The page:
Full-text · Article · Jul 2015 · The Journal of Immunology
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    ABSTRACT: Tumor-specific metabolic changes can reveal new therapeutic targets. Our findings implicate a supporting role for fatty acid metabolism in chronic lymphocytic leukemia (CLL) cell survival. Peroxisome proliferator-activated receptor alpha (PPARα), a major transcriptional regulator of fatty acid oxidation (FAO), was recently shown to be upregulated in CLL. To evaluate PPARα as a potential therapeutic target, we have developed a highly selective, potent small molecule antagonist of PPARα, NXT629. NXT629 inhibited agonist-induced transcription of PPARα regulated genes, demonstrating target engagement in CLL cells. Furthermore, NXT629 induced apoptosis of CLL cells even in the presence of a protective microenvironment. To mimic the proliferative lymphoid compartment of CLL, we examined the activity of NXT629 on CLL cells that were stimulated to proliferate in vitro. NXT629 reduced the number of leukemia cells undergoing cell-division. In addition, in two xenograft mouse models of CLL, one a model for non-dividing and one for dividing CLL, NXT629 reduced the number of viable CLL cells in vivo. Overall, these results suggest that fatty acid metabolism promotes survival and proliferation of primary CLL cells and that inhibiting PPARα gene regulation could be a new therapeutic approach to treating CLL.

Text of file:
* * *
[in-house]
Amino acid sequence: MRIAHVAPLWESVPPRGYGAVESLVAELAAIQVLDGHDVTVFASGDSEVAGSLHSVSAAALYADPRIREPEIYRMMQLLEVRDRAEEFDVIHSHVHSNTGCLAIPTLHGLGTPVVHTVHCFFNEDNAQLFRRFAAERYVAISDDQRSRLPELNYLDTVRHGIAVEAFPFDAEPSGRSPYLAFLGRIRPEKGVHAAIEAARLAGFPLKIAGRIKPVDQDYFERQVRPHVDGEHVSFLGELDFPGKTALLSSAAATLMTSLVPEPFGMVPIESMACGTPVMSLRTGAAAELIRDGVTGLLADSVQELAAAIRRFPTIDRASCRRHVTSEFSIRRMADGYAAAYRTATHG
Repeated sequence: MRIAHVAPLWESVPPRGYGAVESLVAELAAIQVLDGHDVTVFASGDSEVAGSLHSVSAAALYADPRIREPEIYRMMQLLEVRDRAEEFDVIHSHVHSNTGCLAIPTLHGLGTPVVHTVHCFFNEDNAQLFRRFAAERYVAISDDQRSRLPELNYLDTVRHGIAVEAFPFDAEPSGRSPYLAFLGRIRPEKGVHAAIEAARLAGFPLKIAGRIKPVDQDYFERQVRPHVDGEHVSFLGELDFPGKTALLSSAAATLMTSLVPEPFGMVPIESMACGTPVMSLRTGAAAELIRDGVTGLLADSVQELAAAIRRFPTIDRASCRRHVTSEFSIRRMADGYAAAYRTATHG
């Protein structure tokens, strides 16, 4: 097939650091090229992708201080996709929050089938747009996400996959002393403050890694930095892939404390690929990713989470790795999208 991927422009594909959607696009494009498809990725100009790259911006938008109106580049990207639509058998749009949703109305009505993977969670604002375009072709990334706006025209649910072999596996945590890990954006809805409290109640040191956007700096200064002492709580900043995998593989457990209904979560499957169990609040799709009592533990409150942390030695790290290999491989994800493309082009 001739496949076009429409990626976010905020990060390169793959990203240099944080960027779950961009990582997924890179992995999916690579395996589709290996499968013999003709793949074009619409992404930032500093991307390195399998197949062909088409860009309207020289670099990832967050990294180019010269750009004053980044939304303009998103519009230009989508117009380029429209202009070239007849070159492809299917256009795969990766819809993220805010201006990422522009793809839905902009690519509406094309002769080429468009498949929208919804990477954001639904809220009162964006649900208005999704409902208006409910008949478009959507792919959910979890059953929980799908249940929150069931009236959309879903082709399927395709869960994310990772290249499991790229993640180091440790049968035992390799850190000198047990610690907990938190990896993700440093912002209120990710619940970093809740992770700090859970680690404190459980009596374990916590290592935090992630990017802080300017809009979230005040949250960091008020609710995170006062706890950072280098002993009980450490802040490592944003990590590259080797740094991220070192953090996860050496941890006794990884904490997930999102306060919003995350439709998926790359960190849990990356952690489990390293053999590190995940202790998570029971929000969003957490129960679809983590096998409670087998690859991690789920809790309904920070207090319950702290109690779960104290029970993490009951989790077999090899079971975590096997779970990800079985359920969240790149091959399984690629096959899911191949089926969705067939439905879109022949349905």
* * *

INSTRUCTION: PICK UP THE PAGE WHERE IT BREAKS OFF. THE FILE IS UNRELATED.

Preview · Article · Jun 2015 · Molecular Medicine
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    Nicholas Chiorazzi
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    ABSTRACT: In this issue of Blood, Schneider et al1 document that sugar moieties, introduced into surface-membrane immunoglobulin (smIg) antigen-binding sites on follicular lymphoma (FL) cells by somatic hypermutation (SHM), induce smIg-mediated signals in a distinct, nonstandard manner. This signaling results from the sugar physically interacting with sugar-specific lectins from bacteria. The findings confirm and support the clinical relevance of previous observations about SHM introducing glycans into the variable domains of FL antigen-binding sites,2-5 and they support the potential importance of microbial exposure to lymphomagenesis and disease progression.
    Preview · Article · May 2015 · Blood